Health and Science

From 'Sexiest Legs' contest to quarantine in a windowless cruise ship cabin

Key Points
  • American Sawyer Smith is currently in quarantine with his brother and grandparents aboard the Diamond Princess cruise ship.
  • The ship was locked down in quarantine in the port of Yokohama, Japan after a passenger was diagnosed with the coronavirus. 
  • About 3,700 people on the Diamond Princess face quarantine for at least two weeks on the ship, which has 20 virus cases, with testing continuing.
Workers wearing protective gear and an ambulance arrive to transfer passengers, who tested positive for coronavirus, from the cruise ship Diamond Princess to a hospital, after the ship arrived at Daikoku Pier Cruise Terminal in Yokohama, south of Tokyo, Japan February 6, 2020.
Kim Kyung-Hoon | Reuters

When American Sawyer Smith got hold of discount cruise tickets, he invited his brother and grandparents along for what they expected to be a luxurious treat, from Japan to Hong Kong and back again, full of good food and fun port calls along the way.

They boarded on Jan. 20 and all went well until a passenger, who had disembarked in Hong Kong, was diagnosed with the coronavirus, and their ship, the Diamond Princess, was locked down in quarantine just off Yokohama, the port south of Tokyo from where the tour had started.

Now Sawyer, 25, his brother and their grandparents, Clyde and Renee, both 80, are spending their second full day in a cabin that, as Renee told Reuters by phone from the ship, is tiny.

"We don't have a window, there are four of us - and only one chair," she said.

About 3,700 people on the Diamond Princess face quarantine for at least two weeks on the ship, which has 20 virus cases, with testing continuing.

Everybody's temperature was taken by health officials who swarmed the ship, with Clyde and Renee - who'd been on a bus tour with the infected man - given additional tests. Both proved negative.

"If they'd had symptoms we would have been more worried," Sawyer said. Clyde's past work, including a stint doing epidemiological work for the U.S. state of Georgia, may also have contributed to their equanimity.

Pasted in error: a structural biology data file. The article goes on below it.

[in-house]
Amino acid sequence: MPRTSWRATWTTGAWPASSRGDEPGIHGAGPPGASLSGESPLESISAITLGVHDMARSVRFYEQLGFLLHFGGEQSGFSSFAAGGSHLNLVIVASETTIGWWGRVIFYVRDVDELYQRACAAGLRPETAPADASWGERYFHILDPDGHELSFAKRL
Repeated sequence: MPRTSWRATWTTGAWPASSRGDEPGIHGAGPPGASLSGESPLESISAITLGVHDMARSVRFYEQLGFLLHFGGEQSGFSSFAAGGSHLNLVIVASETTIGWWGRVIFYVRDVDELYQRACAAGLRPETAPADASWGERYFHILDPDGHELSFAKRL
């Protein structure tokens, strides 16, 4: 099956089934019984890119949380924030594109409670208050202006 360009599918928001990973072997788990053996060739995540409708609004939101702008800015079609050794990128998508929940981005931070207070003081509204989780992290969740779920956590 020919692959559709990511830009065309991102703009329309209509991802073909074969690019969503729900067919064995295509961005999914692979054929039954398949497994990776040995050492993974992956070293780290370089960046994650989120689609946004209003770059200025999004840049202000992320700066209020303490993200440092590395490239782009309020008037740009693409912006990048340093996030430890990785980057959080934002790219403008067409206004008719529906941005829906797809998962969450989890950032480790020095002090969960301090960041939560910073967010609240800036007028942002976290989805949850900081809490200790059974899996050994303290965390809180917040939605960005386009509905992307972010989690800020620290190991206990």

Clyde and Renee have been spending their time reading. The family has also watched movies, including "Crazy Rich Asians" and "Aquaman."

Sawyer, a fitness fanatic who went to the ship's gym or pool every other day and came second in a shipboard "Sexiest Legs" contest, now does crunches and pullups in the room, which at six meters by nine doesn't allow for a lot more.

Masked and gloved ship staff brought a breakfast of pastries, granola with yogurt, fruit and boiled eggs around 10.30 a.m. on Thursday, along with a menu from which they could choose later meals. Wednesday they had mostly sandwiches.

The death toll from the virus, which originated in the central Chinese city of Wuhan, jumped by 73 to 563 in China, with more than 28,000 confirmed infections there.

Sawyer's family said they appreciated the efforts health officials were making to contain the virus and that the ship's crew was taking good care of them, although Renee spoke wistfully of the "Hungarian Rhapsody Trio" that had played live several times a day.

Sawyer said cruise officials were negotiating to see if small groups could be taken on deck for air.

"It's not really at the point where we're getting stir-crazy," Sawyer said. "If they keep us in the rooms for four to five days, it might be a little different."